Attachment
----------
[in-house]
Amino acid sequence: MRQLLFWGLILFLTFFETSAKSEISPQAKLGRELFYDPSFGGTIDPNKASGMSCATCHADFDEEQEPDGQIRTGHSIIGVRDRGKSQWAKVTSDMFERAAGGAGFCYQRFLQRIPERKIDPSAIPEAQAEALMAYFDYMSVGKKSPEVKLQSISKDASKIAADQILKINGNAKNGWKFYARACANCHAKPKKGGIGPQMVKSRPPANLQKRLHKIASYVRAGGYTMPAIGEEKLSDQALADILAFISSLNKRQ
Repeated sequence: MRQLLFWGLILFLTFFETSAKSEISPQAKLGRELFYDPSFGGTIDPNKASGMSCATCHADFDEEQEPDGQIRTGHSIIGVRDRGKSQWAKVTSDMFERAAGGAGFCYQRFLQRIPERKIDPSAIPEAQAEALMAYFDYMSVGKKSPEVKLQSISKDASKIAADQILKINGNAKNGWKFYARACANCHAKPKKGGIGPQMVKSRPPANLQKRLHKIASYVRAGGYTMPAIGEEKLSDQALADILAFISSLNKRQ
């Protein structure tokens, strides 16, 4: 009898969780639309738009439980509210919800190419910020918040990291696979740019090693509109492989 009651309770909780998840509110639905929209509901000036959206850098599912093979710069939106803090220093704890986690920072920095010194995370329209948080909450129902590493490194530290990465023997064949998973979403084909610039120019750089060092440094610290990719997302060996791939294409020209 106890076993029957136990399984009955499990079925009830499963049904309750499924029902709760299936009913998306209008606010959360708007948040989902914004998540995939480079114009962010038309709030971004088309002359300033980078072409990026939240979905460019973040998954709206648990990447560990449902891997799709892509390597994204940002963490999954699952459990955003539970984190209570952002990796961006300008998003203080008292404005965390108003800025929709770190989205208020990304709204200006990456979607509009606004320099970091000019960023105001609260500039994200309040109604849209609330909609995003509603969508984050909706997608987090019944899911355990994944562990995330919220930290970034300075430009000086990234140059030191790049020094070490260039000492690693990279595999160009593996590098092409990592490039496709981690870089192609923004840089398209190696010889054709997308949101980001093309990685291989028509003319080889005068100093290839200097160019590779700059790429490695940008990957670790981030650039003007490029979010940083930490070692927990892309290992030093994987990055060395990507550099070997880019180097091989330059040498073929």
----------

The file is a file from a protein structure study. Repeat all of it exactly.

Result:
[in-house]
Amino acid sequence: MRQLLFWGLILFLTFFETSAKSEISPQAKLGRELFYDPSFGGTIDPNKASGMSCATCHADFDEEQEPDGQIRTGHSIIGVRDRGKSQWAKVTSDMFERAAGGAGFCYQRFLQRIPERKIDPSAIPEAQAEALMAYFDYMSVGKKSPEVKLQSISKDASKIAADQILKINGNAKNGWKFYARACANCHAKPKKGGIGPQMVKSRPPANLQKRLHKIASYVRAGGYTMPAIGEEKLSDQALADILAFISSLNKRQ
Repeated sequence: MRQLLFWGLILFLTFFETSAKSEISPQAKLGRELFYDPSFGGTIDPNKASGMSCATCHADFDEEQEPDGQIRTGHSIIGVRDRGKSQWAKVTSDMFERAAGGAGFCYQRFLQRIPERKIDPSAIPEAQAEALMAYFDYMSVGKKSPEVKLQSISKDASKIAADQILKINGNAKNGWKFYARACANCHAKPKKGGIGPQMVKSRPPANLQKRLHKIASYVRAGGYTMPAIGEEKLSDQALADILAFISSLNKRQ
């Protein structure tokens, strides 16, 4: 009898969780639309738009439980509210919800190419910020918040990291696979740019090693509109492989 009651309770909780998840509110639905929209509901000036959206850098599912093979710069939106803090220093704890986690920072920095010194995370329209948080909450129902590493490194530290990465023997064949998973979403084909610039120019750089060092440094610290990719997302060996791939294409020209 106890076993029957136990399984009955499990079925009830499963049904309750499924029902709760299936009913998306209008606010959360708007948040989902914004998540995939480079114009962010038309709030971004088309002359300033980078072409990026939240979905460019973040998954709206648990990447560990449902891997799709892509390597994204940002963490999954699952459990955003539970984190209570952002990796961006300008998003203080008292404005965390108003800025929709770190989205208020990304709204200006990456979607509009606004320099970091000019960023105001609260500039994200309040109604849209609330909609995003509603969508984050909706997608987090019944899911355990994944562990995330919220930290970034300075430009000086990234140059030191790049020094070490260039000492690693990279595999160009593996590098092409990592490039496709981690870089192609923004840089398209190696010889054709997308949101980001093309990685291989028509003319080889005068100093290839200097160019590779700059790429490695940008990957670790981030650039003007490029979010940083930490070692927990892309290992030093994987990055060395990507550099070997880019180097091989330059040498073929």